Armand R. Cingolani, Butler, John N. Gazetos, Butler, for appellant.
Luther C. Braham, Darrell L. Gregg, Galbreath, Braham & Gregg, Bulter, for appellee.
Before Hirt, Acting P. J., and Ross, Gunther, Wright, Woodside and Ervin, Jj.
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This is a divorce case in which the Master recommended the granting of a divorce a. v. m. to the husband on the ground of indignities, but the court refused to approve the report and to grant the divorce.
The parties were both 50 years of age at the time of the hearing. They have been married since 1924. Their only child died at the age of 24 in May 1951. Both are college graduates. The marriage was not a happy one, but our examination of the record convinces us that the plaintiff has not made out a case.
The appellant contends that the wife frequently objected to sexual relations and lacked the ardor he desired. But refusal to have sexual intercourse is not sufficient ground for a divorce. McCommons, Jr., v. McCommons, 1925, 85 Pa. Super. 323; Rausch v. Rausch, 1941, 146 Pa. Super. 342, 22 A.2d 221. It does not constitute such indignity to the person as warrants granting a divorce. Taylor v. Taylor, 1940, 142 Pa. Super. 441, 16 A.2d 651; James v. James, 1937, 126 Pa. Super. 479, 191 A. 191.
The weakness of appellant's argument can best be measured by quoting from his testimony: 'We were married after school on Friday * * * and Friday night in Cleveland she was very reluctant to enter into any relationship with me but finally did * * * and again (the
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next night) it was the same thing as far as her reluctance was concerned although she did allow it * * * the reluctance continued throughout our marriage * * * she would accept any loving or kisses or endearments up to the point where intimate relationship and then she would resist most of the time. After the daughter was born she decided she wanted another child, a boy, and even after deciding that our relationship didn't change very much other than trying to conceive * * * there was a miscarriage * * * she was about the same as before * * * she said I wasn't fit to be a father and she wouldn't have any more children to me * * * refused any relationship until I got so indignant and aggressive she would consent occasionally * * * There wasn't much use (of trying to correct matters) as far as the sexual relations after she said I wasn't a fit father. In fact most of my love for her had gone by that time. Ever since then I felt it was my duty to keep the home going for my daughter's sake.'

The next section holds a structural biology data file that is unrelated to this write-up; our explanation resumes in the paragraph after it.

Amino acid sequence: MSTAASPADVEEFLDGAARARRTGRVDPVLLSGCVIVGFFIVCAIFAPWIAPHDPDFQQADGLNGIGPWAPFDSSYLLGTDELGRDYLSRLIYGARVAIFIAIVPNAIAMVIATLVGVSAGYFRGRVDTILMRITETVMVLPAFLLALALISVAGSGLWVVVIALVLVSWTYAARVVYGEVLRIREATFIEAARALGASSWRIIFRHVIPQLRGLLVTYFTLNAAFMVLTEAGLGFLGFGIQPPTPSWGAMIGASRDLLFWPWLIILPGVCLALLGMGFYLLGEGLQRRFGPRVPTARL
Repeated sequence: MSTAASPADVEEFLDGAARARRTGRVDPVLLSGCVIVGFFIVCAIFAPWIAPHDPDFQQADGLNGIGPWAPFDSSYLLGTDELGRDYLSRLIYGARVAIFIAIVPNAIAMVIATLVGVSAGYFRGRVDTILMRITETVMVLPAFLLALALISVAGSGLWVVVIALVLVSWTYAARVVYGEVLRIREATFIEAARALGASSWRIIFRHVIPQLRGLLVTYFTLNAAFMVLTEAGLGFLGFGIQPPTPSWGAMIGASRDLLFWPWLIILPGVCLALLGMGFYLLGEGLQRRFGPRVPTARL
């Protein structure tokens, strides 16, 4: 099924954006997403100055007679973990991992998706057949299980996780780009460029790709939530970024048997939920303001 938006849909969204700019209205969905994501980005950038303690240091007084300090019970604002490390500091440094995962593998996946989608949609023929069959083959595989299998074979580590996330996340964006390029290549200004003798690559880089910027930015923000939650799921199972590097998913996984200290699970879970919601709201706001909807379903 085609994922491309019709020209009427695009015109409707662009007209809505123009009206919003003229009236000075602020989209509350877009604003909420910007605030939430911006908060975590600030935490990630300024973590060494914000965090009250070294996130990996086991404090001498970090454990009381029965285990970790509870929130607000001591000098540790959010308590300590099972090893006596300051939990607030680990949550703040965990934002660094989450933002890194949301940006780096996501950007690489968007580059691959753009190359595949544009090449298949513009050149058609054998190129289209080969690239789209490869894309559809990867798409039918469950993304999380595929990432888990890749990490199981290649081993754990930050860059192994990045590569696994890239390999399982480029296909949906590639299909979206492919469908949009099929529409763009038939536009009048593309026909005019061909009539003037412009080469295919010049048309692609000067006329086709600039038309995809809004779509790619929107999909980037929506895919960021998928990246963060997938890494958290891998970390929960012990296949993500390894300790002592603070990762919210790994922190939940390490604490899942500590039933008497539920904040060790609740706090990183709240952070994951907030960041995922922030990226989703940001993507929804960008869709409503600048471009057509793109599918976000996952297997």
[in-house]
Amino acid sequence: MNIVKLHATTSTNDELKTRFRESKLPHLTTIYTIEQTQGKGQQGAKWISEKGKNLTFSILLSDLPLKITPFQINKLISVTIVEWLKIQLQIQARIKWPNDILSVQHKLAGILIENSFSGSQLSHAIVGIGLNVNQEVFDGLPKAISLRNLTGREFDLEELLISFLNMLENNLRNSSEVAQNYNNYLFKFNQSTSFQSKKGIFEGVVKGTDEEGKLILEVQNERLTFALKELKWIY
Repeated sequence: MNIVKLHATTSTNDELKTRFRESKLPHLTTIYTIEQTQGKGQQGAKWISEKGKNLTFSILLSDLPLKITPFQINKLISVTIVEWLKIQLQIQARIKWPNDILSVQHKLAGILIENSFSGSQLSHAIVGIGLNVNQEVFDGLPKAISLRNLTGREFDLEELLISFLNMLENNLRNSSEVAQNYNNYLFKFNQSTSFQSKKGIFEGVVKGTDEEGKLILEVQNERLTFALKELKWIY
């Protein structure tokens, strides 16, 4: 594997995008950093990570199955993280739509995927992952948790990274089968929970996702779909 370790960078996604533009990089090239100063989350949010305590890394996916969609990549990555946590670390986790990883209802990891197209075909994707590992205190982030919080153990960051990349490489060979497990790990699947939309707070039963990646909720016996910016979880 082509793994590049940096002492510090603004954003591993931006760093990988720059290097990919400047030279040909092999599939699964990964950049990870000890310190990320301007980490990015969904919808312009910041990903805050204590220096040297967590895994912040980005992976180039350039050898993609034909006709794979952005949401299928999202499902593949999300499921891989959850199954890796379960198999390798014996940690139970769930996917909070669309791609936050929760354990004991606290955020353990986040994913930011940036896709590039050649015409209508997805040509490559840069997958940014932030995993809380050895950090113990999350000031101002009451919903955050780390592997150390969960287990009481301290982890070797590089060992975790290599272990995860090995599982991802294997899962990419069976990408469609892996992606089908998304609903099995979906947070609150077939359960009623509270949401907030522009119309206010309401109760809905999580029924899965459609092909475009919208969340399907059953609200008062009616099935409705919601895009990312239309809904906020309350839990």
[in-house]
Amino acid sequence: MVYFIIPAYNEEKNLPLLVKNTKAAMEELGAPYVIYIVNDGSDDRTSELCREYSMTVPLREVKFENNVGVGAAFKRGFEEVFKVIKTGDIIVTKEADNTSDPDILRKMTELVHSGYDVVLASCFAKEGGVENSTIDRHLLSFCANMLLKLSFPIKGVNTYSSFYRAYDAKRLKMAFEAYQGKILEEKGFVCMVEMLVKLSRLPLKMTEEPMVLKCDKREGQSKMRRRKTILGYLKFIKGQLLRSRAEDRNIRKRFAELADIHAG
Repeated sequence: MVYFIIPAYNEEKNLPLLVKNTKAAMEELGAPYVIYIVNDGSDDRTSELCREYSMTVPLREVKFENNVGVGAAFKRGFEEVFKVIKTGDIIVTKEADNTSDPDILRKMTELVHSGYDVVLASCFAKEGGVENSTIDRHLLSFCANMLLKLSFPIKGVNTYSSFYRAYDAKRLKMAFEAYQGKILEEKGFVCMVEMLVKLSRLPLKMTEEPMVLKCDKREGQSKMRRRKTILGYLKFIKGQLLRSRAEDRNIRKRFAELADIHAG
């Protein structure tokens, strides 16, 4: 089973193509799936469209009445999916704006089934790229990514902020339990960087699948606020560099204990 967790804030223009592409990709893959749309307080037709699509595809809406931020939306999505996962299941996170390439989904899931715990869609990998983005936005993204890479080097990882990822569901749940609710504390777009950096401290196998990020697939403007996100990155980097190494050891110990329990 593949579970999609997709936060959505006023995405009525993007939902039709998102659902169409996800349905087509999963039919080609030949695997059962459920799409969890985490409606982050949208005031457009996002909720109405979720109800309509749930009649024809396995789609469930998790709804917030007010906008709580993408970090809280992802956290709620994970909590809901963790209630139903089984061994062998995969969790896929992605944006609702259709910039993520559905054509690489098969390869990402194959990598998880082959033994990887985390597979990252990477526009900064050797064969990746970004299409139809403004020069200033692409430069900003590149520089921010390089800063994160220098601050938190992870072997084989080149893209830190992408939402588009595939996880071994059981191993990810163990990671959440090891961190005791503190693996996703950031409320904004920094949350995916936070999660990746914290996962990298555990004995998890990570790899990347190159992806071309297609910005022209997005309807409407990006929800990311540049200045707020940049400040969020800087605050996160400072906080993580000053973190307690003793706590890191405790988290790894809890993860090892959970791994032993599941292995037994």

He said his wife was jealous. 'When I was working * * * she would check at the mill * * * call the main gate * * * this was embarrassing * * * but as far as any scenes, I don't recall of any * * * The jealousy after (social) gatherings was always there and the nagging, * * * digs and insinuations would always be there afterwards * * * I tried to avoid any appearance of even friendliness to any of the women * * * The embarrassment never came from her mentioning anything but more from looks. If anything would happen that would displease her I could tell the way she was looking and acting. It wasn't probably apparent to anybody there but after the party was over she would nag me.'
He complained that his wife's conduct prevented him from fully discharging his social obligations to his friends and business associates and in no way helped
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him to improve his position. The testimony concerning this and her social life generally gave even less support to the finding of an indignity than the other matters discussed.
The wife entered Torrance State Hospital in June 1943, for mental treatment and remained there until August 1944. In January 1950, she was committed to Torrance State Hospital again, and has remained there ever since.
The plaintiff testified that with the exception of the two times defendant was in the hospital, and a short while prior thereto, in ...